Opportunity With eCommerce growth in developing countries one obvious sector to benefit is the IT industry - both hardware and software. Some of the common problems for SMEs in the global market are lack of market knowledge, poor communication, cumbersome procedures, delays and uncertainties in supply, poor quality and excessive stocks. ECommerce helped solve some of these through better knowledge management, communication and automated supply procedures leading to higher profits and enhanced competitiveness, besides also being able to improve their own organisational structures and cultures through re-engineering process needed to make them ready and compatible for e-commerce.
Opportunity E-commerce can cut down delivery and transportation costs. Studies show that these costs take up large portion of total production cost. SMEs have the advantage of small and relatively cheaper production bases to cater to individual needs with Personalised direct marketing. Great opportunity to get involve in B2G transaction as governments begin to realise and utilise the efficiency, cost saving and transparency that the Internet can bring.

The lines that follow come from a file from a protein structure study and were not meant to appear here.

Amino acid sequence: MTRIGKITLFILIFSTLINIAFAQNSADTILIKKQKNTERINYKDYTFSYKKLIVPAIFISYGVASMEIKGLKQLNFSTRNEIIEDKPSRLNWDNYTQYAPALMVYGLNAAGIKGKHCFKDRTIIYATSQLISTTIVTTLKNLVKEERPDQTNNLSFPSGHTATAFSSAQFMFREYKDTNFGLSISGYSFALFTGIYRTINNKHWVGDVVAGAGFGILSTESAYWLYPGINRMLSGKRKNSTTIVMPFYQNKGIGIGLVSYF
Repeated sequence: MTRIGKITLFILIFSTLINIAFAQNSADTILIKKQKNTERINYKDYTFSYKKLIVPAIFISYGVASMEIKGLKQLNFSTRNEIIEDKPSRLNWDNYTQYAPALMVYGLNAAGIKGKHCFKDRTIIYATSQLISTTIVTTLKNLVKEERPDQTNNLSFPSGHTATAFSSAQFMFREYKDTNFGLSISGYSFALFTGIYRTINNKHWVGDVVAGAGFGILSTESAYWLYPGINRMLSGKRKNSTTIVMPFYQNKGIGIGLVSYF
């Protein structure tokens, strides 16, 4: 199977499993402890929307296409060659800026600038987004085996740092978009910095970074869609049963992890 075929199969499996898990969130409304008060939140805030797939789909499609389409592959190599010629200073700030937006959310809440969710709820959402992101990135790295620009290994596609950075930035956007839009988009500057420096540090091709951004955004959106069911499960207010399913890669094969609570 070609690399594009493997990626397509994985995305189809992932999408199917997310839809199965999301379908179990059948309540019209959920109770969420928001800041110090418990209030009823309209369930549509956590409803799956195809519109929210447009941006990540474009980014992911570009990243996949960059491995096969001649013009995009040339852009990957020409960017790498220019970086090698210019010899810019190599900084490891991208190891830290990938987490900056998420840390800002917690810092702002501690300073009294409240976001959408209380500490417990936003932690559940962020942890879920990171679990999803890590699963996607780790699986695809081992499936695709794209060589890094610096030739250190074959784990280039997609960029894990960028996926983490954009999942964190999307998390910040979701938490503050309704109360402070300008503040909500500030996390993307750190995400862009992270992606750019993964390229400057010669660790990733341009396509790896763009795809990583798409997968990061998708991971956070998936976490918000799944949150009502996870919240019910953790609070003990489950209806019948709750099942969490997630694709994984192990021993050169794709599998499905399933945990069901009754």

Opportunity ECommerce has the potential for providing world-wide presence for SMEs as the market entry barriers are lowered enabling suppliers to address market segments that were previously uneconomical and unreachable (remote and overseas). Integrated Virtual Shop provides SMEs the opportunity to sell together and gain from a common platform - much like what a mall does, only much cheaper and certainly more accessible, providing an opportunity that in fact would not exist in the brick and mortar world for small businesses.
Threat There are still significant disparities in the level of Internet penetration across regions, which can have profound implications for an individual country's ability to participate in the global electronic market place. Scepticism and dilemma among policy-makers and donors of the importance of these technologies where investment on it means investing less to other development priorities such as water, sanitation, health, education and etc.
Threat Policy environment is not conducive enough. Problems exist with anti-competitive conduct. Abuses of dominance and monopoly. Problem with legislation concerning licensing, concession, and tax.
Conclusion E-Commerce helps SMEs to escape economic marginalization due to geographic, financial, technological or educational handicaps. SMEs involvement in e-commerce need to be encouraged as this will help them to widen their market and able to compete globally. Developing country governments will need to address internet accessibility issue in the context of their own development plans and programmes. Government need to be a role model and policy needs to be formulated with the participation from private sectors. The security issues need to be sorted out internationally.